Are you planting your Leyland cypress trees wrong?

Leyland cypress are one of the most commonly planted landscape trees, but poor site selection and disease pressure may soon send them the way of red tips and Bradford pears.

Popular as a hedge and in new development, the trees must be planted at least 10 to 15 feet apart, as the trees’ rapid growth will require thinning out the trees after a few years to prevent them from growing into one another and reducing the air circulation needed in the canopy to prevent disease.

Inexpensive, fast-growing and tall

“Leyland cypress trees are one of the most commonly planted trees in the landscape,” said Tim Daly, a University of Georgia Cooperative Extension agent in Gwinnett County. “They are popular because of their fast growth and their ability to provide a screen against traffic areas or neighbors.”

Leyland cypress (X Cupressocyparis leylandii) is a hybrid species that resulted from a cross between the Nootka false cypress (Chamaecyparis nootkantensis) and the Monterey cypress, (Cupressocyparis macrocarpa). It was discovered on a British estate in the late 1800s, Daly said.

Poor site selection can create problems with Leyland cypress trees. “They grow into large trees, and in some parts of the world they can reach 100 feet tall and nearly 50 feet wide,” Daly said. “Think of the damage a tree that size could do to your house, fence or driveway only a few feet away.”

Four feet taller each year

It may be hard to imagine a small Leyland cypress growing into a 100-foot tall tree, but with proper care, it can and will happen, he said. Leyland cypresses grow about 4 feet per year in height and 2 to 3 feet in width.

They require full, all-day sun. “Shade will reduce their vigor, causing them to thin out and become more susceptible to diseases,” Daly said. “They also need plenty of air circulation inside the canopy to dry out the branches and leaves.”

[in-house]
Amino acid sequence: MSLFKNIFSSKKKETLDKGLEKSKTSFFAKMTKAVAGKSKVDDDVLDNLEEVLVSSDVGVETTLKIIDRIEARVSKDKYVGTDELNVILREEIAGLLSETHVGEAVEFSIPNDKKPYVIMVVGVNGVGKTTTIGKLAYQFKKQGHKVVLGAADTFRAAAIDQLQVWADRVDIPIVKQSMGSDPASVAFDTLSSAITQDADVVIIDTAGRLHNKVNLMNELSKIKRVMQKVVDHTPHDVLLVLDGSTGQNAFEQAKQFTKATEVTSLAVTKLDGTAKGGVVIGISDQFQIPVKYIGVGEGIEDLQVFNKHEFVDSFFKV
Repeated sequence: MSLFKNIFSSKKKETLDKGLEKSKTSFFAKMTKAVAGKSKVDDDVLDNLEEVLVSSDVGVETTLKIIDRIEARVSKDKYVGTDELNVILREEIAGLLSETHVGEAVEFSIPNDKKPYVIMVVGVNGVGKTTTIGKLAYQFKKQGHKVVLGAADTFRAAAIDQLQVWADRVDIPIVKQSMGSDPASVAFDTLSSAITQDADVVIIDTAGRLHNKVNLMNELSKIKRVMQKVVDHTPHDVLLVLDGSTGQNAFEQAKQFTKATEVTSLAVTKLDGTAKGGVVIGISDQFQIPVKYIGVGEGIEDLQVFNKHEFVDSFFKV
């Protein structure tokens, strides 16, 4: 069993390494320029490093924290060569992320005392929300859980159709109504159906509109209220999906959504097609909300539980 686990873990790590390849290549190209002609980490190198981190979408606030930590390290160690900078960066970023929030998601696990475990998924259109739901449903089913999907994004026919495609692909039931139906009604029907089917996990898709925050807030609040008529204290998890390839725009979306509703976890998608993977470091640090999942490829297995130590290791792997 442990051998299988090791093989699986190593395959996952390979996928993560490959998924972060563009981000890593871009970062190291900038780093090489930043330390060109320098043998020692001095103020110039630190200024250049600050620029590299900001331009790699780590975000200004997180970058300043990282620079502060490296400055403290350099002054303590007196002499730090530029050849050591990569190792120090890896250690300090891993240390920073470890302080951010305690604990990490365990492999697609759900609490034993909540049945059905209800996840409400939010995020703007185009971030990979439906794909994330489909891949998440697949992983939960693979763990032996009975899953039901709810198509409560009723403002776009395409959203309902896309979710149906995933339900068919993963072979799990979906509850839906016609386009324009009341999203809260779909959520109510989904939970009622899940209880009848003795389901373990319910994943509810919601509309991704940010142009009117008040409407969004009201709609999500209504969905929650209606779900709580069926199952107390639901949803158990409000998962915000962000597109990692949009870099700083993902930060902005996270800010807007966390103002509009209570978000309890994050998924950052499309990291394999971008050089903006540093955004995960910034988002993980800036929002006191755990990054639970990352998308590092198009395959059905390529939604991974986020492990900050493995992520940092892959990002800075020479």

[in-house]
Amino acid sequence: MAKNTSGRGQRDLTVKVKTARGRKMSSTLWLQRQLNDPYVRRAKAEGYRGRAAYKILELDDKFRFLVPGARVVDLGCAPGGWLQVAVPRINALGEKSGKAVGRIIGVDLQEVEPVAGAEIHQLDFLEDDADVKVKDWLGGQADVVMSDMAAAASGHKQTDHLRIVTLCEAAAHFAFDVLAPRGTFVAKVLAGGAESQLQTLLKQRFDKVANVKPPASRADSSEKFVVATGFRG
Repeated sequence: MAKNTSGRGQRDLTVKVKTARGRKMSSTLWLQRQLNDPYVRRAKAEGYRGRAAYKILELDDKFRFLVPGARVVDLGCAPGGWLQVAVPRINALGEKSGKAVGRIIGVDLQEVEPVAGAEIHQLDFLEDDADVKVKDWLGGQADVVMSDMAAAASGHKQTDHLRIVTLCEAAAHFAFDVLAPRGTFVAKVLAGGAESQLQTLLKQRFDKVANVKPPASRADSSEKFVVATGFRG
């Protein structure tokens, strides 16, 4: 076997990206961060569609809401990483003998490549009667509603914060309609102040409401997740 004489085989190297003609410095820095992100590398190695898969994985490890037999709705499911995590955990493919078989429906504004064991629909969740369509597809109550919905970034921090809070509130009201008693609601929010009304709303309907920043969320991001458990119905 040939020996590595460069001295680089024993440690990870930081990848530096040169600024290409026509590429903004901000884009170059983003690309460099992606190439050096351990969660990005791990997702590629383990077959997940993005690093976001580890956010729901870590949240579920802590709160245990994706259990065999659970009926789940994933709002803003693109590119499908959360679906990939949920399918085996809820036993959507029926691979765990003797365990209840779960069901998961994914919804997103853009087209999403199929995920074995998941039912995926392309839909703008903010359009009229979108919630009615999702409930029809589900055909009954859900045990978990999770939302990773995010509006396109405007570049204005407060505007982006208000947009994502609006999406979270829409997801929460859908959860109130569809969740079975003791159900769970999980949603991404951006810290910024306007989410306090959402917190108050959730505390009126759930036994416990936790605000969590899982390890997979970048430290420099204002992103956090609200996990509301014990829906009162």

Planting too close to a fence, building or each other will prevent the interiors of the trees from drying out, he said, and could lead to fungal diseases.

Well-drained soil a must

The tree is best suited for fertile, well-drained soils. “The amount of soil water is one of the most critical factors in the growth of Leyland cypress,” Daly said. “Excess water will increase root-rotting fungal diseases, and too little water leads to stress and ultimately stem and leaf diseases.”

To monitor the soil moisture, use a shovel to open a 4-inch-deep gap in the soil near the base of the trees. Feel the soil and test it for moisture. If it feels dry, water. If it feels wet, avoid watering.

Diseases can take their toll on Leyland cypress trees. “Using chemical control is not feasible because application is ineffective and will not have effect on control,” he said. “Severely infected trees may have to be removed.”

Waning popularity

Disease pressure, improper planting and overuse may send Leyland cypress the way of plants like the red tip photinia and Bradford pears, he said.

Red tip photinias are small trees that were used extensively in the 1980s as a hedge. Most of the plants succumbed to Entomosporium fungal leaf spot disease.

Bradford pears, although not afflicted with any serious diseases, have quick-growing soft wood and crotches at an angle. This causes the branches to split off easily.

Alternatives to Leyland cypress

Several substitutes for Leyland cypress are available. Here are Daly’s recommendations:

  • Hollies like ‘Nellie R. Stevens’ and ‘Emily Bruner’ varieties. These are best for borders in full sun.
  • Arbovitaes (Thuja occidentalis), particularly the ‘Green Giant’ cultivar, which was selected as a 2007 Georgia Gold Medal Plant.
  • Wax myrtles (Myrica cerifera) grow rapidly in full sun.
  • Tea olive (Osmanthus fragrantisima) or lusterleaf holly (Ilex latifolia) are good choices for shaded hedgerows.

“In general, these plants don’t suffer from the problems afflicting Leyland cypress as much,” Daly said. “But they still need to be given proper cultural conditions such as applying the correct amount of water.”

For more lawn care and landscaping resources from UGA Extension, visit extension.uga.edu/topic-areas/lawn-garden-landscapes.

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